Gut Function

Cranberries are loaded with fibre and have a prebiotic effect, meaning that they feed and support beneficial bacteria in the gut. But while the fibre feeds the good bacteria, other chemicals in cranberries inhibit the harmful bacteria. Cranberries can even stop H. pylori, the bacteria associated with ulcer formation, from binding to the stomach lining. Supporting the population of bacteria in the intestines, known as the microbiome, helps gut health on every level, from digestion to nutrient absorption to elimination.


Cancer Prevention

Cranberries contain chemicals called proanthocyanidins that have promising anticancer potential. Incorporating even small amounts of them in the diet may help reduce the spread and growth of tumours. Beneficial gut bacteria metabolize the proanthocyanidins in cranberries to enhance their cancer-preventing ability even more. While more research is needed to shed light on the extent and nature of cranberries’ chemoprotective possibilities, the implications are clear; eating them, or drinking their juice, can’t hurt.

Oral Health

Cranberries don’t get much attention for their ability to stop cavities and tooth decay, but they definitely should! The same chemicals in cranberries that help to rebalance our gut microbiome help to rebalance our oral microbiome. Long after we swallow those tart little gems, trace amounts of potent cranberry compounds remain in the saliva. Just like they stop nasty bacteria from attaching to the cells of our urinary tract, these powerful antioxidant compounds prevent bacteria from binding to our teeth and gums. The results are healthier teeth, healthier gums, and a healthier mouth overall.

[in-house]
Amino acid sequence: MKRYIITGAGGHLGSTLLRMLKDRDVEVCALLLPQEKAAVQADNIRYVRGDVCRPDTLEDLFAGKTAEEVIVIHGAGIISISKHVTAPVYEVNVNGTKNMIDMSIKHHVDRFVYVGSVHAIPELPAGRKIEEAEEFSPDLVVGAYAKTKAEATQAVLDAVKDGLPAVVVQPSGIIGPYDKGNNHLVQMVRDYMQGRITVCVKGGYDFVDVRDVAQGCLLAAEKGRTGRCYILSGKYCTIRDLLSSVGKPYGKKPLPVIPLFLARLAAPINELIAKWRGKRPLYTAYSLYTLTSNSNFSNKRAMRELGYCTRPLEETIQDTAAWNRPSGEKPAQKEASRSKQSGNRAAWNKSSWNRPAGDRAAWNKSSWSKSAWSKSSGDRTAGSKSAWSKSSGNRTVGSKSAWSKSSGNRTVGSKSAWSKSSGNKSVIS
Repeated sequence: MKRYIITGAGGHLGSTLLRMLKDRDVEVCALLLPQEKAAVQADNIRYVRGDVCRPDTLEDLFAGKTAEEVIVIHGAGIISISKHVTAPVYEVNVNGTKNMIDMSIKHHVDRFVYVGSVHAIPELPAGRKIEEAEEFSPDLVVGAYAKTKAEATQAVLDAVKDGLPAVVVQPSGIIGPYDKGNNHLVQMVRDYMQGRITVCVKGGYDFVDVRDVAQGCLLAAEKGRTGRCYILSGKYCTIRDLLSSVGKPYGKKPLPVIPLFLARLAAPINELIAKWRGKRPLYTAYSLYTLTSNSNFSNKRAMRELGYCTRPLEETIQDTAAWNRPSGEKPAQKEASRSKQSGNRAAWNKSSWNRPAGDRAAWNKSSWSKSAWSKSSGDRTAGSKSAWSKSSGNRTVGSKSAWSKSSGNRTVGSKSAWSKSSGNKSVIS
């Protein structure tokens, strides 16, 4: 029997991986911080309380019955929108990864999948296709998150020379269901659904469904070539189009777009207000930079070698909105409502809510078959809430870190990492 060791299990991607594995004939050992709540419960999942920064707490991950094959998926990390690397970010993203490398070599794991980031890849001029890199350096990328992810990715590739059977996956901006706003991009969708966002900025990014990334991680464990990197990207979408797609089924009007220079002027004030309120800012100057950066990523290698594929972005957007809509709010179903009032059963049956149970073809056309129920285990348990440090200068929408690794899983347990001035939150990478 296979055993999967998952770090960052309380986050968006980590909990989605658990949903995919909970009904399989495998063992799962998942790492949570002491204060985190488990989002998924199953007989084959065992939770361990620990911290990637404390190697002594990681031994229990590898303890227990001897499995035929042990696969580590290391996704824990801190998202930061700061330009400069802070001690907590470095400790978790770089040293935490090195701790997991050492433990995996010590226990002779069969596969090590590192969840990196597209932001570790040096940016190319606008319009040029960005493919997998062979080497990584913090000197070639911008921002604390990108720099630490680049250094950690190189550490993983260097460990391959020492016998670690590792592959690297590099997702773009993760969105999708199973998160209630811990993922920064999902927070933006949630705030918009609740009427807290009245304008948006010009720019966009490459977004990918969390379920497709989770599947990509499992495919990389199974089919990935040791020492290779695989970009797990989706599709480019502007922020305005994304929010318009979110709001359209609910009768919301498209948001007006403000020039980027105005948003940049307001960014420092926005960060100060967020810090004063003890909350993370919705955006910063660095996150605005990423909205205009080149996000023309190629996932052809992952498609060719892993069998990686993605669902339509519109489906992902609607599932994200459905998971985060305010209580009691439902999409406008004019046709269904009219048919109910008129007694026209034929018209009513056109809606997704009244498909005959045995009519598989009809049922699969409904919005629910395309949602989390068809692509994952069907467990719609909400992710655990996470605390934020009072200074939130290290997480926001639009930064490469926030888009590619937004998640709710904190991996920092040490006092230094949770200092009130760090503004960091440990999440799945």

Inflammation Reduction

As if their list of benefits wasn’t already impressive enough, cranberries also help to fight an overactive inflammatory response. One placebo-controlled study found that people who drank cranberry juice significantly reduced C-Reactive Protein, the medical community’s go-to blood marker for systemic inflammation. Free radical damage and chronic inflammation play a role in virtually all illnesses, so the fact that cranberries help to fend off both makes them a valuable ally in the fight for health and longevity.

Crantastic Crantioxidants

When picking your cranberries, fresh ones are the most nutritious. Cranberries achieve peak antioxidant value through late fall and early winter. The firmer, the better - they should even bounce! And the colour is also a valuable clue; the plusher red tones indicate more concentrated nutrients. After the fresh ones, dried cranberries are a close second and have their own acne-clearing, immune-boosting health benefits. Wonderfully versatile, dried cranberries can be used as a garnish for everything from salads to granola. If drinking them is more your style, take heart in knowing that organic cranberry juice is loaded with proanthocyanidins.

Beyond dazzling tartness, cranberries have well-researched health benefits. Not only does it easily earn a place in a generally healthy diet of colourful whole foods, but it can also be stunningly successful in more specific clinical applications.

However you enjoy their unique tangy flavour profile, your whole body, from bladder to teeth, will rejoice if you add cranberries to your diet.


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Damien ZielinskiA cloud-based functional medicine practitioner with a focus on mental health and insomnia